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View Full Version : Video: Kyosho Pby Catalina and The Donald5 E-Conversions...Fly!


wdahlstrom
08-14-2007, 12:46 PM
We finally got these planes in the air!

The Donald5 is a great first seaplane. It MUST be upgraded to a big brushless motor like a Mega. The key is getting off the water fast and the water tends to be sticky.
Esprit Model sell it:
http://www.espritmodel.com/index.asp?PageAction=VIEWPROD&ProdID=2184

and its sistership the Donald Pro (with ailerons)

We also got our Kyosho Pby Catalina twin up after much nursing and tinkering. Twins are fun but two of everything including gremlins.
Axi 2814/12
APC 9x6 props
Jeti77 Opto Plus ESC's (two)
we originally planned a 3s 8400 mAh setup comprised of two TP 3s 4200 mAh lipo packs in parallel. But we needed to reduce weight so we went with just on pack for a 3s 4200 mAh setup. One battery fed both ESC's with a custom Y connector (two Male Deans Ultra's leading to a single Female Deans Ultra then to the pack). This way the ESC's both feed from the same gas tank reducing the chance that one ESC "sees" a different pack than the other ESC and shuts off. Our experience with twin engine planes flying on one motor is generally not successful. A 5 minute flight took 2400 mAh out of the pack for a post flight voltage of 11.5 volts and a lukewarm pack.
Preflight includes lots of duct tape to seal up the hull of both planes. Taxiing is a wet experience and water in the hull is a fast way to add weight and kill takeoff speed.
Rx's tend to suffer when wet so we bag them in plastic. ESC's need to cool and they are more robust in a damp environment. The motors don't seem to mind the generous dousing's the get on takeoff (and crashes). They start right up again. On one hard landing the Donald came in hard and steep and was fully submerged momentarily like a foraging pelican! She popped right up, restarted without assistance, taxiied and took off shedding a trail of water but otherwise OK. the Donald is built tough and our numerous rough landings have been easy to repair.
Video:
The Donald5
http://media.putfile.com/The-Donald-RC-electric-seaplane
Kyosho Pby Catalina
http://media.putfile.com/Kyosho-Pby-Catalina-seaplane-RC-Electric

too bad the Kyosho is no longer available. Its BIG wingspan makes for a really impressive plane! Like most twins the key dimension is the max. prop clearance allowed between the motors and the fuselage. Our 9x6 props have about 1/8th inch clearance. Not much but enough. I don't think 3 bladed props would add anymore power and they would certainly drain the single 4200mAh pack that much faster.

dotyj
08-14-2007, 04:04 PM
Those are great. The Kyosho looks like a bit of a handful while taking off.

capngrog
09-09-2007, 10:25 PM
Great videos!
I have the Great Planes PBY, but have only flown it a couple of times. I also have the Kyosho PBY, but haven't put that one together yet. Being a newbie float plane pilot, I studied your Kyosho PBY takeoff sequence with care. I noticed that you kept what appeared to be full "up" elevator on it, even after it rose up "on the step" and was planing on top of the water. I looked closely and re-ran the sequence several times and it appeared to me that once up "on the step" and planing, the "rooster tail" was being generated by the very aft end of the fuselage as it was forced down into the water (by the full up elevator ?). It looks like when you finally did rise off the water, you immediately experienced a tip-stall and the airplane was very squirrelly until you got some airspeed up ... nice save by the way. Anyway, in my limited experience with my PBY and surfing the float/water airplane forums, it seems that the recommended takeoff technique is: full up elevator until up "on the step" and planing, then release most of the up elevator, letting the airplane gain airspeed and pretty much flying itself off of the water. Any thoughts on that? Have you made any more flights using different takeoff techniques? I'd appreciate your opinion, since it's clear to me that you have way more experience at this than I have.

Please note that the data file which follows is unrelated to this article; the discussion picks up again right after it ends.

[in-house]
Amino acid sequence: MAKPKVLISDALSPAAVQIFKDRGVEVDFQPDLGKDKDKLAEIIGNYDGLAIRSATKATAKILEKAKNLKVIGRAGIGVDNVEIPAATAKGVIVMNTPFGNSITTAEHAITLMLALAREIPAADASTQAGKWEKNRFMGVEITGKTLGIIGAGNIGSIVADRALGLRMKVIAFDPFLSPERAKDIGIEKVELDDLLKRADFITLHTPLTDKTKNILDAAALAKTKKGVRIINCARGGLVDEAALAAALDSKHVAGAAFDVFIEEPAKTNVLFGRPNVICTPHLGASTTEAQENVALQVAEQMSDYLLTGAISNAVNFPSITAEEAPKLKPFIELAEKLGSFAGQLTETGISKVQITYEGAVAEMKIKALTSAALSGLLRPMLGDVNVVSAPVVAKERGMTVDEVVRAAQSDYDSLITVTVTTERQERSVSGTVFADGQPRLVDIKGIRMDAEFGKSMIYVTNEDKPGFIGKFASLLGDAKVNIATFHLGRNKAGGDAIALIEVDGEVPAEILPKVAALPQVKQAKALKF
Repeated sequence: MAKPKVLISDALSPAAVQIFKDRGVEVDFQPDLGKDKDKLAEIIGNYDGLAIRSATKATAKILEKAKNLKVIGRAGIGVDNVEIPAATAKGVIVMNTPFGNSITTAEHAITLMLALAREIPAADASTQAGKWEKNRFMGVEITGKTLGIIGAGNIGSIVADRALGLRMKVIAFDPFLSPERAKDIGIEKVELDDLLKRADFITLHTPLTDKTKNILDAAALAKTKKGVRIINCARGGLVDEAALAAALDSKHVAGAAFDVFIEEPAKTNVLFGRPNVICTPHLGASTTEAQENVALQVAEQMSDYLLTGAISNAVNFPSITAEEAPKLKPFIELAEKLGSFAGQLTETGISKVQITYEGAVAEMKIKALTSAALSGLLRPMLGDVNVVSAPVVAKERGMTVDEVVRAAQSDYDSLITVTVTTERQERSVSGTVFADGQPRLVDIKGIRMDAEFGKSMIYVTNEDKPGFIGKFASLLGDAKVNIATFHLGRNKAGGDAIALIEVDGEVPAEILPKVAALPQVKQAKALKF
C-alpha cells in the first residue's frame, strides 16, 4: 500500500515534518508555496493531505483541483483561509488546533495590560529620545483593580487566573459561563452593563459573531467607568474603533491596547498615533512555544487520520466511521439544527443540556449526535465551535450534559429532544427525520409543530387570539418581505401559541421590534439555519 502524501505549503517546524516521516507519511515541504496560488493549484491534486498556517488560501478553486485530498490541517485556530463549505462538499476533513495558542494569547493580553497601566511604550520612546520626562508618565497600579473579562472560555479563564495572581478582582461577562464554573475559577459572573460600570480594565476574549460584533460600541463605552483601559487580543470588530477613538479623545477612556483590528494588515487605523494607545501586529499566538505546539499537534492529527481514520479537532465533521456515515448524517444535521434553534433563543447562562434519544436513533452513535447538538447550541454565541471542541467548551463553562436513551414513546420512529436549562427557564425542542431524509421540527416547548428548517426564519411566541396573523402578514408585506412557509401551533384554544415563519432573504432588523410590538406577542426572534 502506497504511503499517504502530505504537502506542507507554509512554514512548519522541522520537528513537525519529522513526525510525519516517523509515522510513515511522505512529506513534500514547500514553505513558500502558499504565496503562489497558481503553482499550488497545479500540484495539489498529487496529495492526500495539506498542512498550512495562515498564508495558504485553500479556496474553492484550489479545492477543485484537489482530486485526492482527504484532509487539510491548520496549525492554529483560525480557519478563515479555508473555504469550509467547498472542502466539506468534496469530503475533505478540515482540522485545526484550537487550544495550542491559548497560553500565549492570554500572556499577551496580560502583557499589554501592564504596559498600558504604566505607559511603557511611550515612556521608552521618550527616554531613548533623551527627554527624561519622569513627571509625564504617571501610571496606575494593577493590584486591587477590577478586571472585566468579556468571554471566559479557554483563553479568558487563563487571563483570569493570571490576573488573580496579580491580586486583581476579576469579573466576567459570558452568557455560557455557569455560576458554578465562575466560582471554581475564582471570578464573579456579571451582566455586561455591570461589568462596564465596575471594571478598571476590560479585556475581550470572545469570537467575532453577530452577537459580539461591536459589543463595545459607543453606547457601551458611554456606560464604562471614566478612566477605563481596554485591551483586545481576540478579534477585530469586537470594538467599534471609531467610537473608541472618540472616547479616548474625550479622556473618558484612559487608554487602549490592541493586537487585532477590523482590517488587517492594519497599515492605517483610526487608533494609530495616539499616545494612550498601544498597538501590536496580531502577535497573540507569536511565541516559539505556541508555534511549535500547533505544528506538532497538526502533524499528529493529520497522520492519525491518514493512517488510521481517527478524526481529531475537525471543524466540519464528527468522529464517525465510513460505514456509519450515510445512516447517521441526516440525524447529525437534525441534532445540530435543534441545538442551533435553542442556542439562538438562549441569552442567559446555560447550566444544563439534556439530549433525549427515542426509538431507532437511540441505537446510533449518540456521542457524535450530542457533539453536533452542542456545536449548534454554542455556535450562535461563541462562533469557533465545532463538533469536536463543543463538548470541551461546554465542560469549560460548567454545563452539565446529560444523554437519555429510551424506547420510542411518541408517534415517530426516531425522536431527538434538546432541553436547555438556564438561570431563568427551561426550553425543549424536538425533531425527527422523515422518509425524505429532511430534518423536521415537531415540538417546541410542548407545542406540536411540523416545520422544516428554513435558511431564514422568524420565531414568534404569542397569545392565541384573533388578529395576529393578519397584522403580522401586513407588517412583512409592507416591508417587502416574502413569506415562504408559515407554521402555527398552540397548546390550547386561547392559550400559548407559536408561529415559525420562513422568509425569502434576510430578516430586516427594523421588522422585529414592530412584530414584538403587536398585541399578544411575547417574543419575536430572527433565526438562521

Thanks for posting your video even though it showed a difficult takeoff. I get the feeling that a lot of folks only post video of the "picture perfect" flights, and the learning value of those is somewhat limited.
Regards, Grog

wdahlstrom
09-10-2007, 02:12 AM
We modified the water rudder by making it bigger. I think this created water drag. It was this drag that kept us on the step until we applied up elevator, stalled slightly and then recovered. The video is of my son flying the maiden. A few minutes later I took the controls and found my self in the same takeoff and stall situation, I did not recover and the plane stalled and crashed. It was slightly damaged. Lesson, keep the water rudder small. We'll cut it down from the 2 inch long 1/2 inch wide rudder to a 3/4 inch long version. Our setup is plenty powerful but the plane has to rise off the water not get jerked off by way of the elevator. I promise you it was not going off the step without adding a jerk of up elevator and that is tricky.

Bill G
09-26-2007, 03:25 AM
We modified the water rudder by making it bigger. I think this created water drag. It was this drag that kept us on the step until we applied up elevator, stalled slightly and then recovered.
And a perfect recovery at that. I fly hand launched EDF, and am aware of how absolutely those "crawling takeoff" saves must be.